The Villain That Could Have Been The Hero

If you’re writing a novel, I’ll reckon that you spent a lot of time perfecting your main character(s). You determined what drives them, what brings them together, who’s more of an antihero type and who’s the main protagonist. This is pretty easy to do, because you see things from their perspective. If you were the reader, you’d be rooting for these guys.

But have you ever considered doing the same for the villain? It actually surprises me how many villains are superficial. You probably haven’t considered why the villain does what he or she does–at least, in depth. But are you able to see from the villain’s perspective? You may know what drives the villain, but do you know why?

When the strongest heroes fall, they make more wicked (and better overall) villains. Lucifer, one of the highest angels of God’s kingdom, decided to defy his master. We now know him as Satan, or the devil: the worst villain in history. When a strong angel falls, it becomes a strong devil. When you have a villain who could have been a hero we could get behind and root for, you’ve got a good villain

Do not underestimate this in your storytelling. Even though your villain is bad and does inhuman things, you have to consider that they themselves are human and have to have a justification for it. In the Ultimate Spider-Man, Doctor Octopus was extremely smart and talented as a child, but no one recognized his skills. This drove him to make other people respect him through acknowledging his power, and did so with violence.

Consider this: try having a villain/hero duality of mindset. Imagine that the hero and the villain grew up together as siblings. Then something terrible happened to the family: the parents were killed, the bank suffered a collapse, or a family member is taken to prison. The hero sibling realizes that this can’t be helped and starts to rebuild their life. The villain sibling takes matters into their own hands, usually through crime and vengeance.

Crap hitting the fan is what separates the heroes from the villains. In this instance, both the hero and the villain passed through the same trial, but with different results. This has to do with something about their character: if you have two children, and they both love their parents, but one of them holds grudges and the other is not, you’ve got your excuse. When something bad happens to said parents, the one who holds grudges is going to be on the warpath.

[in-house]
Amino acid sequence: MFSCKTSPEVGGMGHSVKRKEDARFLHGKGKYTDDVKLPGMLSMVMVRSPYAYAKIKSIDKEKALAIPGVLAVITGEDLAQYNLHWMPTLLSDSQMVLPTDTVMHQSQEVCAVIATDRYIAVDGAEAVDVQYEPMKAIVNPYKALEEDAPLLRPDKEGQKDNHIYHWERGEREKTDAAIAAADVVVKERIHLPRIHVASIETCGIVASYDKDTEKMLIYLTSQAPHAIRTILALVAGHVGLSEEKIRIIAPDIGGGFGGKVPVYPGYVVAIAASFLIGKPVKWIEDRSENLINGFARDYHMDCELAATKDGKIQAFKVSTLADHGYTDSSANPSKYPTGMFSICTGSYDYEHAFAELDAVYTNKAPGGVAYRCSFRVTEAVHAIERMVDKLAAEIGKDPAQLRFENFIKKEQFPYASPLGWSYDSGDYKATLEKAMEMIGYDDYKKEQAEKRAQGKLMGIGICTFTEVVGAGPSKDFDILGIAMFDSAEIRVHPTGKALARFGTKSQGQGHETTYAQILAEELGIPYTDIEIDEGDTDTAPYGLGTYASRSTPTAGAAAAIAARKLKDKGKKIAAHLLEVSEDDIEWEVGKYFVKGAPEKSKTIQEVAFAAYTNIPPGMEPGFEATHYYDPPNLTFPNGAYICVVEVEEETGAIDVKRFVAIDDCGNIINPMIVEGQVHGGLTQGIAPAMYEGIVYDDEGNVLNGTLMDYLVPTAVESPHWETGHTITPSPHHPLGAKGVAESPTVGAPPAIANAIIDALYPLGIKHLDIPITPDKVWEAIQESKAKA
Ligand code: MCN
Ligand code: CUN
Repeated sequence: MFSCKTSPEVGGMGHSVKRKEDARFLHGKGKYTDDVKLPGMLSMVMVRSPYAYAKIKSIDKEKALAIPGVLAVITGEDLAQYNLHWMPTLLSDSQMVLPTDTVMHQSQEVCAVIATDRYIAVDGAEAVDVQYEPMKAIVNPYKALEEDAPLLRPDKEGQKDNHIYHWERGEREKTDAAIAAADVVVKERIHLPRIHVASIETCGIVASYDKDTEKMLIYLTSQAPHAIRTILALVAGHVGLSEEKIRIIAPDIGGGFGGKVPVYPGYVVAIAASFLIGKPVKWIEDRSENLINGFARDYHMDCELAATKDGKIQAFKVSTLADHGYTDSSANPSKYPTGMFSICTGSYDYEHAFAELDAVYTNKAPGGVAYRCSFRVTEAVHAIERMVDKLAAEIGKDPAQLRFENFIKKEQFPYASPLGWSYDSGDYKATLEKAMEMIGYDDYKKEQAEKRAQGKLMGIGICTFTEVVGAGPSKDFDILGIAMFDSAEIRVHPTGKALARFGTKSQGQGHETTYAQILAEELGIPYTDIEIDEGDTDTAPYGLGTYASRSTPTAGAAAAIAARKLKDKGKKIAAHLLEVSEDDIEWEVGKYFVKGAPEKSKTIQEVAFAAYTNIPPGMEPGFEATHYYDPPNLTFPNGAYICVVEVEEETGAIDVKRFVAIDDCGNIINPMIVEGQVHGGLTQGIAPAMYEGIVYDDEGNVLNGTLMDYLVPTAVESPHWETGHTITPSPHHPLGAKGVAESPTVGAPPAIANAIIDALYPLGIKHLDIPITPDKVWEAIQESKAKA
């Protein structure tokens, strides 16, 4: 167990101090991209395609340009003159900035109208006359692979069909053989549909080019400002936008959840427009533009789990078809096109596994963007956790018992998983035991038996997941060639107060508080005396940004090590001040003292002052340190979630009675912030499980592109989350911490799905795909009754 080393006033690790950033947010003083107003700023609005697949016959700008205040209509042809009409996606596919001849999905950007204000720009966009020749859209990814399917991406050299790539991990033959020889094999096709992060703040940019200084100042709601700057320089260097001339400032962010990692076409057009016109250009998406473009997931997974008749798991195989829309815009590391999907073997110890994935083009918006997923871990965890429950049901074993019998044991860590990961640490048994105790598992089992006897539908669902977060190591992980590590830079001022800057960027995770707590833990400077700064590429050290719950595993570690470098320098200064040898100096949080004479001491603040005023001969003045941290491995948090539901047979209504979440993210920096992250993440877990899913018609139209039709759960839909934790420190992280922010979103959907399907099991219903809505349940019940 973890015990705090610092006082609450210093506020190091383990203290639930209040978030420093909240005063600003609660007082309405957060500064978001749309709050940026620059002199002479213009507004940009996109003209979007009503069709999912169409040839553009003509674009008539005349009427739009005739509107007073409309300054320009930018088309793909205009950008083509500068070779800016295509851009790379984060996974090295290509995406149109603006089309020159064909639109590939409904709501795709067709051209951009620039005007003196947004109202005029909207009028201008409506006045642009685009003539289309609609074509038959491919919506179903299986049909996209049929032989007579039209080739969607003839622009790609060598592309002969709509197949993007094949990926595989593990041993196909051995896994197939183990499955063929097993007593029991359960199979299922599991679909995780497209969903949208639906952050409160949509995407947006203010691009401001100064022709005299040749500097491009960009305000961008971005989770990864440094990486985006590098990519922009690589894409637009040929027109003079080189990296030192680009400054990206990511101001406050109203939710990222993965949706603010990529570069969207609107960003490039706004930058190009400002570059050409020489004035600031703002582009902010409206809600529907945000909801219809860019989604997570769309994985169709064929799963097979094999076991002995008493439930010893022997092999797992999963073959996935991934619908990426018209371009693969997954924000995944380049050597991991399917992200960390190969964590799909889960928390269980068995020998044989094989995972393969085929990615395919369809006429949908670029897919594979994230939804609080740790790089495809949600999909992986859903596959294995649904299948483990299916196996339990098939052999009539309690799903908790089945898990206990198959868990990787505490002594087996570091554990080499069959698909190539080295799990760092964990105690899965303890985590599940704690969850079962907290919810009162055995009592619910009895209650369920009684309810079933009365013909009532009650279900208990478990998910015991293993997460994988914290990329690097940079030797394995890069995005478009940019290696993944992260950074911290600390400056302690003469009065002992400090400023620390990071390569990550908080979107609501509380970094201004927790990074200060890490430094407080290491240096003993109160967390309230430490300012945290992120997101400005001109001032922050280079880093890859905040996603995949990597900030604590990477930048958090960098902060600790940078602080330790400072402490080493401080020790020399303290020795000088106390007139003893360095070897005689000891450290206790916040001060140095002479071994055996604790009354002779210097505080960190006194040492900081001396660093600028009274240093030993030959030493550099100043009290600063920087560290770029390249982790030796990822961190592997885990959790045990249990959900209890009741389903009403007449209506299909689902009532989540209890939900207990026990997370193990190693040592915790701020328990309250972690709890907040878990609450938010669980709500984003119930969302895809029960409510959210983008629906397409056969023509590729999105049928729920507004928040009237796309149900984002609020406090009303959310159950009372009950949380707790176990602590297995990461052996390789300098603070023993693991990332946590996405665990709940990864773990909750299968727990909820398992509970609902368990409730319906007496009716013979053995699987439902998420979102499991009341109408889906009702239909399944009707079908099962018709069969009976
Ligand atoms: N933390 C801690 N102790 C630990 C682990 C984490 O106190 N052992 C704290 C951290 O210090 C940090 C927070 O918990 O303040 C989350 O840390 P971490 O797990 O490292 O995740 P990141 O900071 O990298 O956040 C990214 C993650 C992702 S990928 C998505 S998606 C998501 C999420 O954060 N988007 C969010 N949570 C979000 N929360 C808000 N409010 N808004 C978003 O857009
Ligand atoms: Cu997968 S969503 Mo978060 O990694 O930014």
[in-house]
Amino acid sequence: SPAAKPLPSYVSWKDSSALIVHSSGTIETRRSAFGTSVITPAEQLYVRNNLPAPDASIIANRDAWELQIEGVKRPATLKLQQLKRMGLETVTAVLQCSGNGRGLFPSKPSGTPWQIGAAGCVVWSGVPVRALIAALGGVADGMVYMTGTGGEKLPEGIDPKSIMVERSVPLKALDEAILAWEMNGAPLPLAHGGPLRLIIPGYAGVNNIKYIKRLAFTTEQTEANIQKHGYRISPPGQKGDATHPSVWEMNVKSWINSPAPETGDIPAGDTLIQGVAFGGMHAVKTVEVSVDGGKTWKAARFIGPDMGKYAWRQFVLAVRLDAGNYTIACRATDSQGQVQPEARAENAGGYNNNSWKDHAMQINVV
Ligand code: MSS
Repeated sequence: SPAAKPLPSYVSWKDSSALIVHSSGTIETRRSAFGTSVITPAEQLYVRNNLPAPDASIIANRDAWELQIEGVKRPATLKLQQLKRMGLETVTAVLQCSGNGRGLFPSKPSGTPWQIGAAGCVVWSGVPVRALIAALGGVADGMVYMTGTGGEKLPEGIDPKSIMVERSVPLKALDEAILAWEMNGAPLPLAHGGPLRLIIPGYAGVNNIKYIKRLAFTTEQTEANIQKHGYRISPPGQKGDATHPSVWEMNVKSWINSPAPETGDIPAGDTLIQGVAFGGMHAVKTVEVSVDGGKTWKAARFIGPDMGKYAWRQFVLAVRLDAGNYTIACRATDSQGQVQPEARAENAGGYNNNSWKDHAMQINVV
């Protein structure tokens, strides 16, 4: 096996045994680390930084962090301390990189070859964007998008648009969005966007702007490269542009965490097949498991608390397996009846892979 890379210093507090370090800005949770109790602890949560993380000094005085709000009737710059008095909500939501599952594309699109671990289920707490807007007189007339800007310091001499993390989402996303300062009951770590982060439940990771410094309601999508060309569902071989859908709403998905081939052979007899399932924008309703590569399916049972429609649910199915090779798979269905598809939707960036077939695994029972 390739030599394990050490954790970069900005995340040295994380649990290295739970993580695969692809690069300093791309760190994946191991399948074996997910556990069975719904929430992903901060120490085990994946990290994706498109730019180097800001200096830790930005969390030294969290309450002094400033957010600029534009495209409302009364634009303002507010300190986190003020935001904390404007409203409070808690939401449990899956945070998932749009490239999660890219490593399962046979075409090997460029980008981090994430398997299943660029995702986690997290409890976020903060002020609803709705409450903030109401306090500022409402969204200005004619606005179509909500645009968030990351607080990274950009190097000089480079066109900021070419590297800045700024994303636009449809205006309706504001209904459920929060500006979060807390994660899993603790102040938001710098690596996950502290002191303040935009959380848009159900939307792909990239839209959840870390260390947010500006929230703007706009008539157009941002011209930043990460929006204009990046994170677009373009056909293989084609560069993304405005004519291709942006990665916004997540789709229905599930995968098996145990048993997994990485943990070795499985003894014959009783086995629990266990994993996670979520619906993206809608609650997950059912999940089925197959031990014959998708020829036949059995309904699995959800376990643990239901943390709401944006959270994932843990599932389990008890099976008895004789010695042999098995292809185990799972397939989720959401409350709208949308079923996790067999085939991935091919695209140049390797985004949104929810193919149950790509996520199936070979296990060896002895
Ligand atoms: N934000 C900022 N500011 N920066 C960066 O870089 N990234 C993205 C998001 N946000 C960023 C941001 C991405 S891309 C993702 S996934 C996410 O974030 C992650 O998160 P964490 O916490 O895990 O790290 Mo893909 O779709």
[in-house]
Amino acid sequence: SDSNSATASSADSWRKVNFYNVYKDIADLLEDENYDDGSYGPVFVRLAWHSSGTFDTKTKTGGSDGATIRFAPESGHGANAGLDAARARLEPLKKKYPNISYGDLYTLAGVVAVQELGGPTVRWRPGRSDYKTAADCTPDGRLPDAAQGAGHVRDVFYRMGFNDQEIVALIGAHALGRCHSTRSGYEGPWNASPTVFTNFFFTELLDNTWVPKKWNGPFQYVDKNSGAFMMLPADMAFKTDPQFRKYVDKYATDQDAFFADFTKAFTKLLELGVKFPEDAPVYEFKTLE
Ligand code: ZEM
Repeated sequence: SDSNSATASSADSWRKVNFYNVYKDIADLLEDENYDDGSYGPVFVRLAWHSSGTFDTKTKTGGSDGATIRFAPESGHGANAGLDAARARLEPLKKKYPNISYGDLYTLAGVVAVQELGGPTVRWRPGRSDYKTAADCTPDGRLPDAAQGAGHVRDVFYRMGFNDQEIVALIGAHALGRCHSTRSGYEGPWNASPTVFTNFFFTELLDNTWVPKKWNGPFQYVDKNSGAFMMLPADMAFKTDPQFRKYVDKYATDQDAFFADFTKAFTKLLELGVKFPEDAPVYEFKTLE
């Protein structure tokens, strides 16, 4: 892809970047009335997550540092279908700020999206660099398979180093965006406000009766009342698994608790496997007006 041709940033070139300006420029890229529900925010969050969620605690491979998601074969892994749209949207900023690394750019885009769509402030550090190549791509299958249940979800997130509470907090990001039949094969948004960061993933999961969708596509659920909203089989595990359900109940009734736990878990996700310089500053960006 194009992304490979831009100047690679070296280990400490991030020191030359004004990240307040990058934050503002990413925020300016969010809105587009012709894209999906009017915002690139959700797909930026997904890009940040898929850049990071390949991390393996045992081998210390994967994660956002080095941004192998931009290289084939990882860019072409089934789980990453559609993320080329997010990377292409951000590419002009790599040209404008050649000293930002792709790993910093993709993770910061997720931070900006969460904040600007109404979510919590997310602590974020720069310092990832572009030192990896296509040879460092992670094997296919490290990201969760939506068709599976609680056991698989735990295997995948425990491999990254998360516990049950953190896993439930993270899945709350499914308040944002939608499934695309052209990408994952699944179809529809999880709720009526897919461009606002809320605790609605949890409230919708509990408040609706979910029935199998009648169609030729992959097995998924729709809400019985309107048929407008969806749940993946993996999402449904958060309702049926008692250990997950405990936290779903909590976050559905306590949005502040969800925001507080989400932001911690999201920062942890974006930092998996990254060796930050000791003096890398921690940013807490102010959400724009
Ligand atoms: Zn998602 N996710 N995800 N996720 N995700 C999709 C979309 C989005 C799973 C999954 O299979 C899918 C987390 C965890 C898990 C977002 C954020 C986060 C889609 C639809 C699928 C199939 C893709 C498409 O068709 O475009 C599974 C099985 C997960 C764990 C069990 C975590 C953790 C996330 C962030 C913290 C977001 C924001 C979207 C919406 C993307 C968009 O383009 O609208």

Here is where you begin the villain’s journey from antihero status to villain. First they start off as a good person with a flaw, but since evil is corrupting, that flaw will grow until it consumes the villain. So let’s say the parents’ death leaves one of the children devastated but humbled, and leaves the other with a burning sense of vengeance and hurt. So the second sibling becomes obsessed with revenge, and any crime that he commits he believes is justified because it’s for a good cause.

The good sibling, who has a stronger commitment to morality, rises to oppose his brother. Hence, conflict arises and you have a story: you can see where the villain is coming from, how they’re motivated, what motivates them and why they’re motivated. You’ve suddenly made your villain much more down-to-earth.

Now, I used the example of siblings because that’s the example that is classically used for this trope. But something similar happens to Bane and Batman in The Dark Knight Rises: Bane endured great suffering in a deep pit, and caved to that pain to become evil. Batman undergoes the same kind of torture and physically pain, but he holds fast to his morality and emerges a hero.

Pose your villain as a fallen angel: someone who has failed a trial and in consequence has become what they are now. They did not rise to the occasion and become a hero: instead, they have become a monster. Then introduce the hero as someone who has been tempered with the fires of conflict only to emerge as someone who will protect the weak and innocent. This is where you have a robust good guy/bad guy relationship.

Never cease to remind us how the villain could have been the hero, and (to flip the equation) how the hero could have been the villain. This causes the reader to question what makes the hero a hero and what makes the villain a villain. Then it’s a matter of who’s rooting for who: we vote for the hero because he’s the good guy, and we have antipathy towards the villain because he does evil things. But never forget that a good villain could have been the hero.

Good luck, and happy writing!

Be sure to check out my latest novel, Book 1 in the Praetors of Lost Magic Series, and our Publications page. Plus, I mean, it wouldn’t hurt to check out the Resources tab. It’s full of super helpful material and I promise it will help you out. Until then, writers!


Published by Van Ghalta

A cold, dark, mysterious character who purposefully wrote a story so that he could fit into it...A story where he himself WRITES stories, practices martial arts, blogs, plays airsoft, collects MTG trading cards, plays outdated video games, and writes weird, third-person bios for himself...

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